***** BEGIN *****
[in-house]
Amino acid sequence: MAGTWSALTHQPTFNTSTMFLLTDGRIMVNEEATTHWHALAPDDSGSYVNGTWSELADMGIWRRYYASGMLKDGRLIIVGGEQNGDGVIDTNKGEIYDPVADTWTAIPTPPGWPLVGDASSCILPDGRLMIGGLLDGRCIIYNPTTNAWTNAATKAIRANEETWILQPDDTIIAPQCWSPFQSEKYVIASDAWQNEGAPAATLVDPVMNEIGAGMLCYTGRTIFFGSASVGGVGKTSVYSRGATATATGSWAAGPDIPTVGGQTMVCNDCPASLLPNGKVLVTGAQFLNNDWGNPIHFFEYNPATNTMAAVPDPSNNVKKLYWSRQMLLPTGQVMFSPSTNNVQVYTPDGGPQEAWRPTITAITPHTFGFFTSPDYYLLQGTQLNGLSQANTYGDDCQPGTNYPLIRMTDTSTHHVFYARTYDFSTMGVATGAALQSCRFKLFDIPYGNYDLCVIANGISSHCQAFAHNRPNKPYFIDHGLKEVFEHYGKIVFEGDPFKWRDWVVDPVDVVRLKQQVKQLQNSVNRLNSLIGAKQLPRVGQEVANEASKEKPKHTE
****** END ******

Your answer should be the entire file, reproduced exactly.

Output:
[in-house]
Amino acid sequence: MAGTWSALTHQPTFNTSTMFLLTDGRIMVNEEATTHWHALAPDDSGSYVNGTWSELADMGIWRRYYASGMLKDGRLIIVGGEQNGDGVIDTNKGEIYDPVADTWTAIPTPPGWPLVGDASSCILPDGRLMIGGLLDGRCIIYNPTTNAWTNAATKAIRANEETWILQPDDTIIAPQCWSPFQSEKYVIASDAWQNEGAPAATLVDPVMNEIGAGMLCYTGRTIFFGSASVGGVGKTSVYSRGATATATGSWAAGPDIPTVGGQTMVCNDCPASLLPNGKVLVTGAQFLNNDWGNPIHFFEYNPATNTMAAVPDPSNNVKKLYWSRQMLLPTGQVMFSPSTNNVQVYTPDGGPQEAWRPTITAITPHTFGFFTSPDYYLLQGTQLNGLSQANTYGDDCQPGTNYPLIRMTDTSTHHVFYARTYDFSTMGVATGAALQSCRFKLFDIPYGNYDLCVIANGISSHCQAFAHNRPNKPYFIDHGLKEVFEHYGKIVFEGDPFKWRDWVVDPVDVVRLKQQVKQLQNSVNRLNSLIGAKQLPRVGQEVANEASKEKPKHTE